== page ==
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Notes That Sing: Hear Wallace Roney's Recent Visit to Salon Sessions with Sheila Anderson


Wallace Roney, who died on March 31 of complications from the coronavirus, paid a visit to Salon Sessions just last fall.


On the heels of his 22nd album, Blue Dawn-Blue Nights, Wallace spoke with me about his early years and some of the lessons he learned from master musicians: not only Miles Davis but also pianist Cedar Walton, trumpeter Woody Shaw, and drummers Art Blakey and Tony Williams.

Though one of his first New York gigs was with Walton (alongside Sam Jones, Billy Higgins and Bob Berg), his first recording happened with Haki R. Madhubuti & Nation at age 15. A lyrical musician, while playing with singers he wanted “his notes to sing.”

When I asked whether he had a tour planned with his new, young band, he replied: “I will tour to the end of my life.”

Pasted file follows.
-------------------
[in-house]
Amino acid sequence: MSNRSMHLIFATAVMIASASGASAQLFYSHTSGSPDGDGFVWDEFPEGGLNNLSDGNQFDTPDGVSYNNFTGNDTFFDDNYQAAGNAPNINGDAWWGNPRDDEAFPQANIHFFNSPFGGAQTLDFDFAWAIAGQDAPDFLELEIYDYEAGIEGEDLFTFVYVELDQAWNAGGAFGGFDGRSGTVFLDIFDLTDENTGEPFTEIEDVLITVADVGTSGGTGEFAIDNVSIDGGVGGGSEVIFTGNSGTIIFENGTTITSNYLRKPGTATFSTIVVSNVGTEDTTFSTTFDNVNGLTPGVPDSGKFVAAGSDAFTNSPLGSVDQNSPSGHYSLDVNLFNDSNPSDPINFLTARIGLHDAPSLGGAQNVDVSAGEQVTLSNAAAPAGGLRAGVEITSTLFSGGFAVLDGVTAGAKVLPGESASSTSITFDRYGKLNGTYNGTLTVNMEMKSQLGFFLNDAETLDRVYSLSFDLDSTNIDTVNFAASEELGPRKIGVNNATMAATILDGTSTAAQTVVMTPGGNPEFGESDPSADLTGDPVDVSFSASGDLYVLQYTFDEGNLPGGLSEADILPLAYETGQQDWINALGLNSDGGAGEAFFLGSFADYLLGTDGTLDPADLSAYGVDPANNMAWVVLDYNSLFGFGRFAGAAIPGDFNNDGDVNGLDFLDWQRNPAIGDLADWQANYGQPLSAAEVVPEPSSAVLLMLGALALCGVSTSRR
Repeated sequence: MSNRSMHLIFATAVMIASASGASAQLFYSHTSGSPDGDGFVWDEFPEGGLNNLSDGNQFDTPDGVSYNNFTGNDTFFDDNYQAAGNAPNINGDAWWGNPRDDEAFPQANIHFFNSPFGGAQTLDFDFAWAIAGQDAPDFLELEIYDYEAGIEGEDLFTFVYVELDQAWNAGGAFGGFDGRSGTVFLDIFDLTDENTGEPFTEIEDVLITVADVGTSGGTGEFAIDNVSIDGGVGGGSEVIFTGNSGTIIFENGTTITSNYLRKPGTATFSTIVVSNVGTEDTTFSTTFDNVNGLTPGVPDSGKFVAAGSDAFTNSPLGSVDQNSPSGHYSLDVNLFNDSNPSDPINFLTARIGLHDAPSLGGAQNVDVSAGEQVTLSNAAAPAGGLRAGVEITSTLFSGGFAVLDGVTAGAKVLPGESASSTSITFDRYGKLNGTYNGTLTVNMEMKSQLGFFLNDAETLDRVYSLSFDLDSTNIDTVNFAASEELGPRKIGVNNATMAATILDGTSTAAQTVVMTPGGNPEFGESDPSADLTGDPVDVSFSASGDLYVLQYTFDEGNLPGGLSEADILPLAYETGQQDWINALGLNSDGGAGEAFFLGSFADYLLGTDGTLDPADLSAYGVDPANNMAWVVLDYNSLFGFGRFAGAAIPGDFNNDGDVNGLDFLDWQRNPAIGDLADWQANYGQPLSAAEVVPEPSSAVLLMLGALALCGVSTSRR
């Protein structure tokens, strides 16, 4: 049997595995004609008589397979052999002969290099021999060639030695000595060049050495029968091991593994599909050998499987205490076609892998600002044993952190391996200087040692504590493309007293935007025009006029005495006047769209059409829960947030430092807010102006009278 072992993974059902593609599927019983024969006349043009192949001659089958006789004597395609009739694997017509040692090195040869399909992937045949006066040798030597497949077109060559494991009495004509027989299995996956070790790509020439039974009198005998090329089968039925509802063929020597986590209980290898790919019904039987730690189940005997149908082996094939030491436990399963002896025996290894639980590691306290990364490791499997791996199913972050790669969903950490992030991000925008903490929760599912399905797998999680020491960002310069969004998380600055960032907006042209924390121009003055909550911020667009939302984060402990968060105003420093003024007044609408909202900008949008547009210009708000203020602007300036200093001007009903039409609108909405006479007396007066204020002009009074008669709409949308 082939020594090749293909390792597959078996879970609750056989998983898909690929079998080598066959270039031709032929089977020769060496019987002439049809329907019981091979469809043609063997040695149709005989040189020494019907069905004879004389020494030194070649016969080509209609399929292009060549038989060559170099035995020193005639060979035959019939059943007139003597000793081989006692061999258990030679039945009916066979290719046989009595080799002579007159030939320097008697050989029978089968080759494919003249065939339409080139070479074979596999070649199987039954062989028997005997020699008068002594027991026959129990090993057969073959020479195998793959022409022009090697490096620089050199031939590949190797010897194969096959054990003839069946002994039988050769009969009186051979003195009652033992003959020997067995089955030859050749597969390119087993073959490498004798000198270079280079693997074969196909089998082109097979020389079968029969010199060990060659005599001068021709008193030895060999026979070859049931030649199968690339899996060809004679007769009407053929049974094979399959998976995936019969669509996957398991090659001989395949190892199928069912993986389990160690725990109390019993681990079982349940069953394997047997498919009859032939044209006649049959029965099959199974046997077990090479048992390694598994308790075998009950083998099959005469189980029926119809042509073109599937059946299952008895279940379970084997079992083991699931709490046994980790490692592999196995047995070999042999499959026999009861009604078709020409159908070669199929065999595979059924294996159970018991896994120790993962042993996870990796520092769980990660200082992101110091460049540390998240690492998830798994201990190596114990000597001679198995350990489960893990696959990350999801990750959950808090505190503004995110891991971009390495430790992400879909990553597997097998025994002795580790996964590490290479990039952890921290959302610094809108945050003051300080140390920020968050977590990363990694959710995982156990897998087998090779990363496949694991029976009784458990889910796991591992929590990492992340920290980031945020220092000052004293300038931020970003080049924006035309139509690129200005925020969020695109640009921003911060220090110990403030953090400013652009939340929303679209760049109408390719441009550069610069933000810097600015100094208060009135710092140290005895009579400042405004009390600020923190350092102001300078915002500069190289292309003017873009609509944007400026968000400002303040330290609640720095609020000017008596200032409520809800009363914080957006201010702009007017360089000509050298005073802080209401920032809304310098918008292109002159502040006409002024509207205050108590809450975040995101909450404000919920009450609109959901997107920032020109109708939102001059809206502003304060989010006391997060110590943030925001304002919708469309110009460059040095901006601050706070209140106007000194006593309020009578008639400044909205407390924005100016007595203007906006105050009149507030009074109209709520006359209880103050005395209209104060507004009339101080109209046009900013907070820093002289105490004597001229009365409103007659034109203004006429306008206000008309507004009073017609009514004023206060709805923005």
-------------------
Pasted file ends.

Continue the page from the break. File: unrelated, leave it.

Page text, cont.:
Sheila E. Anderson, whose moniker, “Queen of Hang,” is a mover and shaker in the world of art, most notably in jazz. Much focus is placed upon the artists and rightfully so, yet Ms. Anderson is feeding and affecting the scene in myriad ways. She has always taken on the challenges of creating opportunities for herself, developing formats that exist outside the box. In addition to being an on-air-host she is an author, a writer, emcee and moderator. In 1995, she was hired by WBGO, Newark, 88.3FM to host Sunday Morning Harmony, where she now hosts Weekend Jazz After Hours, Salon Sessions and the Sunday Night Music Mix. Ms. Anderson has learned from the musicians whom she spins, "I feel as though radio programming should function much like a live performance. My best shows happen when I am feeling completely free to move with a certain flow and program according to my emotions," Ms. Anderson explains. These are not the words of some novice who just likes jazz music.